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It's In The Method

October 13, 1985

That Dan Sullivan didn't much care for our interpretation of Chekhov's "Three Sisters" ("L.A. Theatre Center: Notes and Quibbles," Oct. 6) is beside the point. What troubles me, deeply, is Sullivan's methodology.

Sullivan obviously came to this production full of preconceptions--particularly, he'd come convinced that the "sisters" aren't "loonies." Sullivan mustn't judge a production by what he thinks the play means, but rather by the intent the production sets for itself. There is no "correct" production of Chekhov; there's no "right" approach to the sisters' characters. There are many different performances, and translations, of a basically fixed text--performances and translations that are continually reconstituted for a specific time, place, theater and sensibility.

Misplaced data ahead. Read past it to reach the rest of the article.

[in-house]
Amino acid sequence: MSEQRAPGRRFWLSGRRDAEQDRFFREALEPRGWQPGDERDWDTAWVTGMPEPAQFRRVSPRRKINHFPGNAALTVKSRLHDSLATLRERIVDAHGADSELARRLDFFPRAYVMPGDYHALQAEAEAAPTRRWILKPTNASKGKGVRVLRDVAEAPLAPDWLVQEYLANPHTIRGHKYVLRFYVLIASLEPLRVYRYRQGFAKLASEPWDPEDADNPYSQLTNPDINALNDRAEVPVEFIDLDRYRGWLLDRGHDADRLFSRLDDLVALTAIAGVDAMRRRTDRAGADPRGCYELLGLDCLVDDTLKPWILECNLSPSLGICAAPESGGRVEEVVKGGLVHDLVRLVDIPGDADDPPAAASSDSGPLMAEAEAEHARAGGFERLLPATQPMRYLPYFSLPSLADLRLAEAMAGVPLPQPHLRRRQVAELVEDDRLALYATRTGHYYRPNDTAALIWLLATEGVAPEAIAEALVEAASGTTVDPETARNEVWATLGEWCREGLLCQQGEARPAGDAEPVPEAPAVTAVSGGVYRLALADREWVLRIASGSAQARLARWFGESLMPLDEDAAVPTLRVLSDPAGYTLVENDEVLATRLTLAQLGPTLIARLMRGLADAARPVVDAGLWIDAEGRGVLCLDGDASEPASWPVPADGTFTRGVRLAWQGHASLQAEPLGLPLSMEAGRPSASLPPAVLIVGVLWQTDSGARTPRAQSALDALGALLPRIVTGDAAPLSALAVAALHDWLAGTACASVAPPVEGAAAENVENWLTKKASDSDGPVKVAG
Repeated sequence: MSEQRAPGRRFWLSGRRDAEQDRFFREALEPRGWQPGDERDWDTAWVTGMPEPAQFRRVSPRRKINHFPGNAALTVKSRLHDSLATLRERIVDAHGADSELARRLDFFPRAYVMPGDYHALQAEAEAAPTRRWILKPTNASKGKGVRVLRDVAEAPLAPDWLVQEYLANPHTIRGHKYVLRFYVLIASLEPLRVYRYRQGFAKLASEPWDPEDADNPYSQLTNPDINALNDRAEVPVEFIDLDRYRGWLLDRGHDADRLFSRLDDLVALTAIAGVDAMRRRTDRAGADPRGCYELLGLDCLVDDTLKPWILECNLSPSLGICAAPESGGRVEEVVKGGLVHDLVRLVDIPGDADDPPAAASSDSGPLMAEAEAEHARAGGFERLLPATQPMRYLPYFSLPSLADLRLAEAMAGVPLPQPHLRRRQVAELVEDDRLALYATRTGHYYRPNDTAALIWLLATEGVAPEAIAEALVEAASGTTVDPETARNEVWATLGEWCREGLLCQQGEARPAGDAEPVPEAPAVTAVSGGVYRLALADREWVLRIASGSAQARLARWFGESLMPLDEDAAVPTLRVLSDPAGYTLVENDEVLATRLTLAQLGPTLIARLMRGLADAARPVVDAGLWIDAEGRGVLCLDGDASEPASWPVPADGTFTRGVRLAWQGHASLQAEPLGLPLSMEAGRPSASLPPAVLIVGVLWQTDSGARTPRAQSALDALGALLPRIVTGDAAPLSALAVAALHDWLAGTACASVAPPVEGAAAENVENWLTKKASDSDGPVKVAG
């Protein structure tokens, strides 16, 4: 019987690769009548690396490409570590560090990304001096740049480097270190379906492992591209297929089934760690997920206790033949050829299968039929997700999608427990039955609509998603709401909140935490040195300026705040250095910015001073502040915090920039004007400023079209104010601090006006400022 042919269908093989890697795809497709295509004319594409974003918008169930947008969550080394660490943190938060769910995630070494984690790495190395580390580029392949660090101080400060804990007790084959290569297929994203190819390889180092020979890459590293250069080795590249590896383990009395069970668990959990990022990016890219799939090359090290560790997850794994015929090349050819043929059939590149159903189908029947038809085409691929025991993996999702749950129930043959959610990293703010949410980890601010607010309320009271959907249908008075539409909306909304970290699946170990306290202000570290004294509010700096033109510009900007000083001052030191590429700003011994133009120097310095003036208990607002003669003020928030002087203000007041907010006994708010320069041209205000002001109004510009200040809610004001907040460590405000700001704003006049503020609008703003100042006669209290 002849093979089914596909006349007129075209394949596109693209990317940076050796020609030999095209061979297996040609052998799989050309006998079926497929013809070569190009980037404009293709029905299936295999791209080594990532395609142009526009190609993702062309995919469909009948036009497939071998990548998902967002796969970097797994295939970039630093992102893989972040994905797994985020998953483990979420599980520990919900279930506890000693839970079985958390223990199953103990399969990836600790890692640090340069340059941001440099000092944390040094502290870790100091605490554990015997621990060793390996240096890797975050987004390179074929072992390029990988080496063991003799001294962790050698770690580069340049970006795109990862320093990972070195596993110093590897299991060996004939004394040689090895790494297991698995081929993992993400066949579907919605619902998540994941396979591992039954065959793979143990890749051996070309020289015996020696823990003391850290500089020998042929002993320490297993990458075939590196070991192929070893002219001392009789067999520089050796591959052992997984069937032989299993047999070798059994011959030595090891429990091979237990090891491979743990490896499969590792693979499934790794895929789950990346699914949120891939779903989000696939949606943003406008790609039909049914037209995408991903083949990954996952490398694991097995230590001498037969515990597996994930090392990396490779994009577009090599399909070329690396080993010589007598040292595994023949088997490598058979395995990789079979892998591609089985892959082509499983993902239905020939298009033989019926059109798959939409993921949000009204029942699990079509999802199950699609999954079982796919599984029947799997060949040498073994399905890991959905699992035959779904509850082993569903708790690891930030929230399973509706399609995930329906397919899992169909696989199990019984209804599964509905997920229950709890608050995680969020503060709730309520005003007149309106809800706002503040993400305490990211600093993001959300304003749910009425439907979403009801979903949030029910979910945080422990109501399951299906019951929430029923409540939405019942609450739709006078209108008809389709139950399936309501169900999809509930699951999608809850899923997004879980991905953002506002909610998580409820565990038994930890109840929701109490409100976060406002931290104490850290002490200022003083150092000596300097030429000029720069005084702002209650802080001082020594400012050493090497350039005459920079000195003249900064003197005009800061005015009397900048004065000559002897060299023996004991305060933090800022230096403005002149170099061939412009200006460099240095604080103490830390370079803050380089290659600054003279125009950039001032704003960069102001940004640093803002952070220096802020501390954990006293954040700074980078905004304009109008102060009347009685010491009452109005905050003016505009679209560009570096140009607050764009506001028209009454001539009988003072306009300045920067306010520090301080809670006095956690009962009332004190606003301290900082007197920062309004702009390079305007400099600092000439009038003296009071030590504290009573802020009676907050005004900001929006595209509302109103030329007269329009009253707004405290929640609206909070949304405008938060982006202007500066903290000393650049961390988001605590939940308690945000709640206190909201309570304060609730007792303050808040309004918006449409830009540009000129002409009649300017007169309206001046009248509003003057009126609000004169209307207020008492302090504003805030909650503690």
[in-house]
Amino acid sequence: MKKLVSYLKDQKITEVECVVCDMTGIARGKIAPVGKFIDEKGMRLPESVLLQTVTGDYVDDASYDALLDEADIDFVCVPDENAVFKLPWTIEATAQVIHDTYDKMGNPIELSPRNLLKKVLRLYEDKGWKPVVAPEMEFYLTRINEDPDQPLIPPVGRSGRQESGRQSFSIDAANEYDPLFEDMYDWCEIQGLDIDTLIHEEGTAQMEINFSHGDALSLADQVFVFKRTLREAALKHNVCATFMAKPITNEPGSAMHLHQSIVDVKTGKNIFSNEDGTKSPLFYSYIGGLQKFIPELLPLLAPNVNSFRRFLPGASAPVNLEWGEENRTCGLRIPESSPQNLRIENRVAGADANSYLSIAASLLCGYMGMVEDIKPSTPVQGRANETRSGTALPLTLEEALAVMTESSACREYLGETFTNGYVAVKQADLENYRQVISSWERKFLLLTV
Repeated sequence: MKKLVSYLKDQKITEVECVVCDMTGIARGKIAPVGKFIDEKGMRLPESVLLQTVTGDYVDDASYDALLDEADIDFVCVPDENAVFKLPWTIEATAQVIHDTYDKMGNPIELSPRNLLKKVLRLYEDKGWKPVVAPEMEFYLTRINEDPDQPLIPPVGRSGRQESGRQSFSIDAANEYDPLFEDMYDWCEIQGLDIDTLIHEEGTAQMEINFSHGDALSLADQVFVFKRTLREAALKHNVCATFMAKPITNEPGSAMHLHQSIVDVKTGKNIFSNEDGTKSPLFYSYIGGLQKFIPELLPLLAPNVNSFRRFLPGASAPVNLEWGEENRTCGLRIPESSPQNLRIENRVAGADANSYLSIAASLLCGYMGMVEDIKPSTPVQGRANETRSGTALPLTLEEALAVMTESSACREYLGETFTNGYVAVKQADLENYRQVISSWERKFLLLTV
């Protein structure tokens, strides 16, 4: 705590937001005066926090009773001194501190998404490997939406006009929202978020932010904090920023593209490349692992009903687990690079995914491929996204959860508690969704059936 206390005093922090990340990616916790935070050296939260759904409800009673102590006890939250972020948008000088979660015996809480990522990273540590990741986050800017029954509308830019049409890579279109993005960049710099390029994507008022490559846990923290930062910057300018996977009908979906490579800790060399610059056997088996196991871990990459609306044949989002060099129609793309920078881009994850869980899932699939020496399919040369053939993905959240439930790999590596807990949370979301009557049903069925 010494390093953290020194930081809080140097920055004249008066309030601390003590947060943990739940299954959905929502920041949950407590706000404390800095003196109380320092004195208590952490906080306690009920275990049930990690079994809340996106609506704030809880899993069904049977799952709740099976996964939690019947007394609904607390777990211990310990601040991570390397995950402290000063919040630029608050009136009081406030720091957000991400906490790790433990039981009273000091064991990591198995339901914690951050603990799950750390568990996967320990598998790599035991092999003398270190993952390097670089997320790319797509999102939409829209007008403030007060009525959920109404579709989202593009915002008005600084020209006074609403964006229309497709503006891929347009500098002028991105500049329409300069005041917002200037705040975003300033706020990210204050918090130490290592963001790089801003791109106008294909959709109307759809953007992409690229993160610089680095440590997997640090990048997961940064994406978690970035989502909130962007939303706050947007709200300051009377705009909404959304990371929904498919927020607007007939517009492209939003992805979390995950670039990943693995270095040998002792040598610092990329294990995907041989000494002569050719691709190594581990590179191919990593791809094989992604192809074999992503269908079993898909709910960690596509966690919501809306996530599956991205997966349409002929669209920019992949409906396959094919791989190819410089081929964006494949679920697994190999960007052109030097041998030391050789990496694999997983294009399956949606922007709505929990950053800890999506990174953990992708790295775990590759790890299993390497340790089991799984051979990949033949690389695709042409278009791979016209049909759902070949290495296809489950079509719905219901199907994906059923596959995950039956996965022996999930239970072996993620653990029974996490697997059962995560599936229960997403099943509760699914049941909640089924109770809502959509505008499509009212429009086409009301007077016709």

Hence, one can read much of Chekhov and do much research and not emerge with an "accurate" production. One prefers that a production be true to the essence. Chekhov's words are not the only thing; neither are they fixed in their possibilities

ADAM LEIPZIG

Dramaturg

Los Angeles Theatre Center

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